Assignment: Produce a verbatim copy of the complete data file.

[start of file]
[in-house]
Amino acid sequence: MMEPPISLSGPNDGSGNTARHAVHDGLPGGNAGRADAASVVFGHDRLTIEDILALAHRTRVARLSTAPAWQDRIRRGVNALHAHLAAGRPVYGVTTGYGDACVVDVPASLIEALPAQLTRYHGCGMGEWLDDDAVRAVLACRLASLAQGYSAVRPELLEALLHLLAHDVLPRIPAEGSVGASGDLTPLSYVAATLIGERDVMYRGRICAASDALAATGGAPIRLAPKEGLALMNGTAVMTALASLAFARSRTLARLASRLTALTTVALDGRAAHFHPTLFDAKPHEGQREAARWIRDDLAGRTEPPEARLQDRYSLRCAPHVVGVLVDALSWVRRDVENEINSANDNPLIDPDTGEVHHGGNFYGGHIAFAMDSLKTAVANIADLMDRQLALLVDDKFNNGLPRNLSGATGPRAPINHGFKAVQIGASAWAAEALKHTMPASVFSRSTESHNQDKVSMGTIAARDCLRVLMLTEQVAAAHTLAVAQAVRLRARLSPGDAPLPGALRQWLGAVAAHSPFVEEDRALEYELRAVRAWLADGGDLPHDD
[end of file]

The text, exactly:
[in-house]
Amino acid sequence: MMEPPISLSGPNDGSGNTARHAVHDGLPGGNAGRADAASVVFGHDRLTIEDILALAHRTRVARLSTAPAWQDRIRRGVNALHAHLAAGRPVYGVTTGYGDACVVDVPASLIEALPAQLTRYHGCGMGEWLDDDAVRAVLACRLASLAQGYSAVRPELLEALLHLLAHDVLPRIPAEGSVGASGDLTPLSYVAATLIGERDVMYRGRICAASDALAATGGAPIRLAPKEGLALMNGTAVMTALASLAFARSRTLARLASRLTALTTVALDGRAAHFHPTLFDAKPHEGQREAARWIRDDLAGRTEPPEARLQDRYSLRCAPHVVGVLVDALSWVRRDVENEINSANDNPLIDPDTGEVHHGGNFYGGHIAFAMDSLKTAVANIADLMDRQLALLVDDKFNNGLPRNLSGATGPRAPINHGFKAVQIGASAWAAEALKHTMPASVFSRSTESHNQDKVSMGTIAARDCLRVLMLTEQVAAAHTLAVAQAVRLRARLSPGDAPLPGALRQWLGAVAAHSPFVEEDRALEYELRAVRAWLADGGDLPHDD